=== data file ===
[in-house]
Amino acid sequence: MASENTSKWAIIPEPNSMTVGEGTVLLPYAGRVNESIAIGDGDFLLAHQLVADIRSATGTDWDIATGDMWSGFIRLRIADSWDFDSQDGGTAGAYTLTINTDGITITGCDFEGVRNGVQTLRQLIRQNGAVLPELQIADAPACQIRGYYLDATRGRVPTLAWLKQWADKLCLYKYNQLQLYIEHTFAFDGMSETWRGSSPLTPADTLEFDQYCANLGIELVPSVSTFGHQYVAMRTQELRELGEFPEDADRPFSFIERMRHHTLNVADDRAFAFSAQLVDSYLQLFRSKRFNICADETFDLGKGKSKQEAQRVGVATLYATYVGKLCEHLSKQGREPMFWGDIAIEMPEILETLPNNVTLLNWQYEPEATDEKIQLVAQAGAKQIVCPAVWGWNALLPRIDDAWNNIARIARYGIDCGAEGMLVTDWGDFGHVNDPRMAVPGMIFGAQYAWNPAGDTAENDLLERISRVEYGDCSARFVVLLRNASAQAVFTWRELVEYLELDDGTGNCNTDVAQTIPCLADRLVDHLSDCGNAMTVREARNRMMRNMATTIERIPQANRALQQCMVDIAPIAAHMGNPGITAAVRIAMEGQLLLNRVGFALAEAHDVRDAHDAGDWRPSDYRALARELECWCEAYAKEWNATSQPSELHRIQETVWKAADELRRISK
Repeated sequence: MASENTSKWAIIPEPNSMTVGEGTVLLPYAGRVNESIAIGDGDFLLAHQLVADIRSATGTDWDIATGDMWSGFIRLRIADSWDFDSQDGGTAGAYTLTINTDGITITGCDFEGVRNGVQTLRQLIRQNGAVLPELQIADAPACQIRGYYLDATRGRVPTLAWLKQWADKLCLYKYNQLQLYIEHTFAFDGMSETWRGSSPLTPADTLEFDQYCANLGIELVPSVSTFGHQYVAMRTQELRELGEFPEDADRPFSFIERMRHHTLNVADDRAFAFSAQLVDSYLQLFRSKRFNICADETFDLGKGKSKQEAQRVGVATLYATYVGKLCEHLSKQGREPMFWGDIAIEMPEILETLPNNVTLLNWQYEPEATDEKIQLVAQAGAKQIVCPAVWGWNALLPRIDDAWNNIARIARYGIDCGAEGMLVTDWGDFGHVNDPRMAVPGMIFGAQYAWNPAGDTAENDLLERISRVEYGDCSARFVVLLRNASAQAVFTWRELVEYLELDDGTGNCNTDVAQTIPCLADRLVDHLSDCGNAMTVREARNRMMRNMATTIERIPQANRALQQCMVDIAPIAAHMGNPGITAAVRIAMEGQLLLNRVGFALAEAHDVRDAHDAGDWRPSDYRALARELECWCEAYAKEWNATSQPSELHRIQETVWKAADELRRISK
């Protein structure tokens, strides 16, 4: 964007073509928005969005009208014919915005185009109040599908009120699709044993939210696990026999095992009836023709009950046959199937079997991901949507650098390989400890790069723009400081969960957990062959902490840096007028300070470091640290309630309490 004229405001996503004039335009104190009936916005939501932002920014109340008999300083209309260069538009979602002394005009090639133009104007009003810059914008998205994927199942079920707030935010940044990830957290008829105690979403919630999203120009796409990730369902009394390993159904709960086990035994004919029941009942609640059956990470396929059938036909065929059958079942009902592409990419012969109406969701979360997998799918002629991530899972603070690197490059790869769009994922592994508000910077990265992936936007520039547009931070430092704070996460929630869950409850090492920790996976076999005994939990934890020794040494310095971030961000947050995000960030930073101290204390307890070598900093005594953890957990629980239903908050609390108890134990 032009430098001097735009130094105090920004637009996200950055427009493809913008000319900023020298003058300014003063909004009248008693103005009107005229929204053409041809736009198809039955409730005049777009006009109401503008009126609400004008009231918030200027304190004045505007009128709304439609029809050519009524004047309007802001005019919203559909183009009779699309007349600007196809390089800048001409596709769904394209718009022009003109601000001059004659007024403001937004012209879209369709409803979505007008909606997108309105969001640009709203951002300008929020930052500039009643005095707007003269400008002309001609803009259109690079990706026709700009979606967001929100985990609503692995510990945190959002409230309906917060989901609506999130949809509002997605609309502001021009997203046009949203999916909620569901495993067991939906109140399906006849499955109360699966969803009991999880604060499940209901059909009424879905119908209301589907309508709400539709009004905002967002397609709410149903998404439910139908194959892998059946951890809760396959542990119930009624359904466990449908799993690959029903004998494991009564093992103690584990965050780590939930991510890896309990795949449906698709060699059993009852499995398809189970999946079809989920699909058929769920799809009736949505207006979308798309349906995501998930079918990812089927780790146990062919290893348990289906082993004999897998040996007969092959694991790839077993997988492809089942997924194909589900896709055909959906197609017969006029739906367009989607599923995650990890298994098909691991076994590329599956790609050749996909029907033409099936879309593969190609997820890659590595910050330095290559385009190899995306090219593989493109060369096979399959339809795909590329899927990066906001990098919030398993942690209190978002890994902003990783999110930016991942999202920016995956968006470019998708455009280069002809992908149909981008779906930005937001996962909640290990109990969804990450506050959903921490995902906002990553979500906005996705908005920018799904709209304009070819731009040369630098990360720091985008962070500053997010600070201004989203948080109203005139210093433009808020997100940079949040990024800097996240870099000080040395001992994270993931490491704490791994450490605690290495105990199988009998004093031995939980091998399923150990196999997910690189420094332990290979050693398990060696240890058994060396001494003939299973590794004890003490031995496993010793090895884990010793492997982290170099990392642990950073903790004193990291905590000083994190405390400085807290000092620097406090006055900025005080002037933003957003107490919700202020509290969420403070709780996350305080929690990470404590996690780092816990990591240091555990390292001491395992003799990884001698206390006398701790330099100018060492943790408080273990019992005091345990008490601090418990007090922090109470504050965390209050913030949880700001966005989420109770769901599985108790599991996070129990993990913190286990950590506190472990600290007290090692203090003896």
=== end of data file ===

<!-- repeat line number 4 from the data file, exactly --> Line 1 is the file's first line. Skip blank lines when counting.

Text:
């Protein structure tokens, strides 16, 4: 964007073509928005969005009208014919915005185009109040599908009120699709044993939210696990026999095992009836023709009950046959199937079997991901949507650098390989400890790069723009400081969960957990062959902490840096007028300070470091640290309630309490 004229405001996503004039335009104190009936916005939501932002920014109340008999300083209309260069538009979602002394005009090639133009104007009003810059914008998205994927199942079920707030935010940044990830957290008829105690979403919630999203120009796409990730369902009394390993159904709960086990035994004919029941009942609640059956990470396929059938036909065929059958079942009902592409990419012969109406969701979360997998799918002629991530899972603070690197490059790869769009994922592994508000910077990265992936936007520039547009931070430092704070996460929630869950409850090492920790996976076999005994939990934890020794040494310095971030961000947050995000960030930073101290204390307890070598900093005594953890957990629980239903908050609390108890134990 032009430098001097735009130094105090920004637009996200950055427009493809913008000319900023020298003058300014003063909004009248008693103005009107005229929204053409041809736009198809039955409730005049777009006009109401503008009126609400004008009231918030200027304190004045505007009128709304439609029809050519009524004047309007802001005019919203559909183009009779699309007349600007196809390089800048001409596709769904394209718009022009003109601000001059004659007024403001937004012209879209369709409803979505007008909606997108309105969001640009709203951002300008929020930052500039009643005095707007003269400008002309001609803009259109690079990706026709700009979606967001929100985990609503692995510990945190959002409230309906917060989901609506999130949809509002997605609309502001021009997203046009949203999916909620569901495993067991939906109140399906006849499955109360699966969803009991999880604060499940209901059909009424879905119908209301589907309508709400539709009004905002967002397609709410149903998404439910139908194959892998059946951890809760396959542990119930009624359904466990449908799993690959029903004998494991009564093992103690584990965050780590939930991510890896309990795949449906698709060699059993009852499995398809189970999946079809989920699909058929769920799809009736949505207006979308798309349906995501998930079918990812089927780790146990062919290893348990289906082993004999897998040996007969092959694991790839077993997988492809089942997924194909589900896709055909959906197609017969006029739906367009989607599923995650990890298994098909691991076994590329599956790609050749996909029907033409099936879309593969190609997820890659590595910050330095290559385009190899995306090219593989493109060369096979399959339809795909590329899927990066906001990098919030398993942690209190978002890994902003990783999110930016991942999202920016995956968006470019998708455009280069002809992908149909981008779906930005937001996962909640290990109990969804990450506050959903921490995902906002990553979500906005996705908005920018799904709209304009070819731009040369630098990360720091985008962070500053997010600070201004989203948080109203005139210093433009808020997100940079949040990024800097996240870099000080040395001992994270993931490491704490791994450490605690290495105990199988009998004093031995939980091998399923150990196999997910690189420094332990290979050693398990060696240890058994060396001494003939299973590794004890003490031995496993010793090895884990010793492997982290170099990392642990950073903790004193990291905590000083994190405390400085807290000092620097406090006055900025005080002037933003957003107490919700202020509290969420403070709780996350305080929690990470404590996690780092816990990591240091555990390292001491395992003799990884001698206390006398701790330099100018060492943790408080273990019992005091345990008490601090418990007090922090109470504050965390209050913030949880700001966005989420109770769901599985108790599991996070129990993990913190286990950590506190472990600290007290090692203090003896």